Design, synthesis and evaluation of small molecule immunomodulators and immunoconstructs for improved drug delivery in cancer immunotherapy

Kira Røpke Jørgensen

Research output: Book/ReportPh.D. thesis


Cancer is a group of complex diseases and one of the major threats of global health with over 19 million new cases and 10 million cancer related deaths estimated worldwide in 2020. As opposed to the conventional cancer therapies: surgery, chemo- and radiotherapy, immunotherapy aims at utilizing the patient’s own immune system to combat cancer. This can achieve complete eradication of cancer cells, and long-term protecting from disease recurrence. Immunotherapy has gained increasing attention in the past decades and is now seen as the fourth pillar of cancer therapy.
However, due to the powerful responses the immune system can elicit, immunotherapy faces a number of challenges with respect to safety and efficacy. Some of these are addressed in various ways in the work of this Ph.D. thesis. The thesis is divided into three parts.
The first part addresses the stimulation and maturation of immune cells, predominantly antigen presenting cells. This was done by developing novel potent TLR7 agonists, optimized for liposomal remote loading. The goal of this project was to achieve high encapsulation of the TLR7 agonists within the liposomes. This was achieved with minimal leakage of the encapsulated drugs, with some even precipitated in the interior compartment.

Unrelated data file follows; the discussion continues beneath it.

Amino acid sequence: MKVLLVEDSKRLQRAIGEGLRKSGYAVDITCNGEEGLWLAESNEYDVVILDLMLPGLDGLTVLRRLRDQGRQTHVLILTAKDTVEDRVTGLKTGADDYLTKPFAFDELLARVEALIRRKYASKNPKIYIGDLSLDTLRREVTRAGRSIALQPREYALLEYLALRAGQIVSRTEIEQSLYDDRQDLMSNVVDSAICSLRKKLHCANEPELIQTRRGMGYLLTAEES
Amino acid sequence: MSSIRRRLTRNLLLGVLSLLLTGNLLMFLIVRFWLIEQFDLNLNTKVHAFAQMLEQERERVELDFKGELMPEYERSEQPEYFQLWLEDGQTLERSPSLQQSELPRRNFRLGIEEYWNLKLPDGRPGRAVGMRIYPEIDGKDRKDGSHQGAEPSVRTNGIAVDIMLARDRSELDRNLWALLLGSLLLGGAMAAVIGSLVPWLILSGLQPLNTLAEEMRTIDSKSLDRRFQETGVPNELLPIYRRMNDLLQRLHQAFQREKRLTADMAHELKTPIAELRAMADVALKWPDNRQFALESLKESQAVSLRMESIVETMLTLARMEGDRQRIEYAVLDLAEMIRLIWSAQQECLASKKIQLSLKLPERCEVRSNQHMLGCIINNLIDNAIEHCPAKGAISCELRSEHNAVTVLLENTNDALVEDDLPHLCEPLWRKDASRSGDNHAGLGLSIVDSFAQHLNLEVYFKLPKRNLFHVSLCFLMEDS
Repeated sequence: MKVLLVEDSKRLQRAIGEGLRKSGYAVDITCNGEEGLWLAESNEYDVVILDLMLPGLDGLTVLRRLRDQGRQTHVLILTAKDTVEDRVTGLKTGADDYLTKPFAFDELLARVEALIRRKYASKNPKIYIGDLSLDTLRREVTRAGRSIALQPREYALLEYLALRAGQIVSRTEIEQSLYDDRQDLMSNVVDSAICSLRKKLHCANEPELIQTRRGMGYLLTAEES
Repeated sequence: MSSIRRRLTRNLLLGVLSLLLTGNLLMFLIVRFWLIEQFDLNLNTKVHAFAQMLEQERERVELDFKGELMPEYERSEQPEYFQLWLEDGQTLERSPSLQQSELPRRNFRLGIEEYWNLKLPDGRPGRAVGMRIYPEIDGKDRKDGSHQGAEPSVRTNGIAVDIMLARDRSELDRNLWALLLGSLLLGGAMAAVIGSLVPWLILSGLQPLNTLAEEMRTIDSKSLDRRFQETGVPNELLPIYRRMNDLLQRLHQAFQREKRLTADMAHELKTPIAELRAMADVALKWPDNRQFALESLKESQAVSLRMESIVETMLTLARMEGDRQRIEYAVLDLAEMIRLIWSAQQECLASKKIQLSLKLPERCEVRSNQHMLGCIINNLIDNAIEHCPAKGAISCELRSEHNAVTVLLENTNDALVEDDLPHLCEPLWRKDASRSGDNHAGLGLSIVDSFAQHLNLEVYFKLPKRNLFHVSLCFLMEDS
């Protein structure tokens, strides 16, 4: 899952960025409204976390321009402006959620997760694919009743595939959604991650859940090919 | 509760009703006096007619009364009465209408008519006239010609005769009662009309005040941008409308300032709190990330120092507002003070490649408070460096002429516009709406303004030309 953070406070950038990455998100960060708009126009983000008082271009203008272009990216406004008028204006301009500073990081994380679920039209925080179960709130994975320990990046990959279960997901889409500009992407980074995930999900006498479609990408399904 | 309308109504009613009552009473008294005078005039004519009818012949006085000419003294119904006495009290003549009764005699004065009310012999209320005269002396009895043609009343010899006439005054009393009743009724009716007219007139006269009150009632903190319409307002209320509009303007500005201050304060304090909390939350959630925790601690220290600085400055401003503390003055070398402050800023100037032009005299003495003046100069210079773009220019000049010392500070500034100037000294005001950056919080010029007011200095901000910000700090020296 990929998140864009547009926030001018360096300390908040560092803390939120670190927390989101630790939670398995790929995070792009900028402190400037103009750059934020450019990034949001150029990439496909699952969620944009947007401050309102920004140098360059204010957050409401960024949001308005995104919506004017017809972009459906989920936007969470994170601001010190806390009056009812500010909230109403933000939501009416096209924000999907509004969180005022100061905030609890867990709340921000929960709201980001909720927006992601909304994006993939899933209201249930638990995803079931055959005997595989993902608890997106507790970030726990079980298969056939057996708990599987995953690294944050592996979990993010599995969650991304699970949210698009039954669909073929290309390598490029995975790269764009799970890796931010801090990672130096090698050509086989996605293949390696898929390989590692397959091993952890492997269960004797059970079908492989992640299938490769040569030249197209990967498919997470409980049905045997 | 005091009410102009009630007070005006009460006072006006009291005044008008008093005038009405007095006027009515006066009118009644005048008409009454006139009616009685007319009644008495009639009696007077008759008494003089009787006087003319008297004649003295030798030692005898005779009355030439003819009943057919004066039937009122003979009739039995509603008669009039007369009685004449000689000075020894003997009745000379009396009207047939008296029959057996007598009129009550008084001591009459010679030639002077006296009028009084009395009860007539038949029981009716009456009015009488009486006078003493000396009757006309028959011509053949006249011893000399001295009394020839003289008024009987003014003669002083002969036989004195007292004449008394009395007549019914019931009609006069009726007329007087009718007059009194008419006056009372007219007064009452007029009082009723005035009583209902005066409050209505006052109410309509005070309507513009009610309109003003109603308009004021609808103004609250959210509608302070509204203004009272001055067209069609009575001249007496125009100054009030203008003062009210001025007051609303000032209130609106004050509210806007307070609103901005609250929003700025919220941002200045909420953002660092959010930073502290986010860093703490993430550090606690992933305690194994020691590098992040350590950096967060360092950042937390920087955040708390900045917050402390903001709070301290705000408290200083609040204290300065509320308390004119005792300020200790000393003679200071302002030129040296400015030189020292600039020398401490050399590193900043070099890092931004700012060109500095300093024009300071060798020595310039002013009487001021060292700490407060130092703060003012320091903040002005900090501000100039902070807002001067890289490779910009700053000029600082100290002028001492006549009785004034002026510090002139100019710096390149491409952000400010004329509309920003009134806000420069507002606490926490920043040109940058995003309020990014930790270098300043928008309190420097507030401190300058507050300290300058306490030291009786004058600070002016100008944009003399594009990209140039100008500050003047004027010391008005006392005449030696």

The second part of this thesis addresses the immunosuppressive tumor microenvironment, by developing a novel class of TGF-β inhibitors, suited for liposomal drug delivery as well. These compounds were likewise efficiently encapsulated into liposomes, with a tendency to precipitate in the interior. The stability profile of the loaded liposomes showed minimal leakage in buffer, and within the first 24 hr in the presence of FBS, thereafter a significant increase in the release was observed. In relation to both the first and the second part of this thesis, targeted delivery and controlled release of small molecule immunomodulators is of great importance to achieve a safe and efficacious cancer treatment.
The third part describes the development of immunoconstructs, functioning as targeting modules and as theranostic tools, for treatment with a specialized UniCAR T cell platform. These constructs were successfully synthesized and radiolabeled for in vivo imaging. This will aid the evaluation and expand our understanding of the UniCAR T system as cancer treatment.
Taken together, the strategies presented in this thesis, contribute to the emerging field of drug delivery in cancer immunotherapy. The thesis work has hopefully expanded the knowledge and understanding of how we, in a sophisticated manner, tackle the challenges immunotherapy will face in the future.
Original languageEnglish
PublisherDTU Health Technology
Number of pages164
Publication statusPublished - 2021


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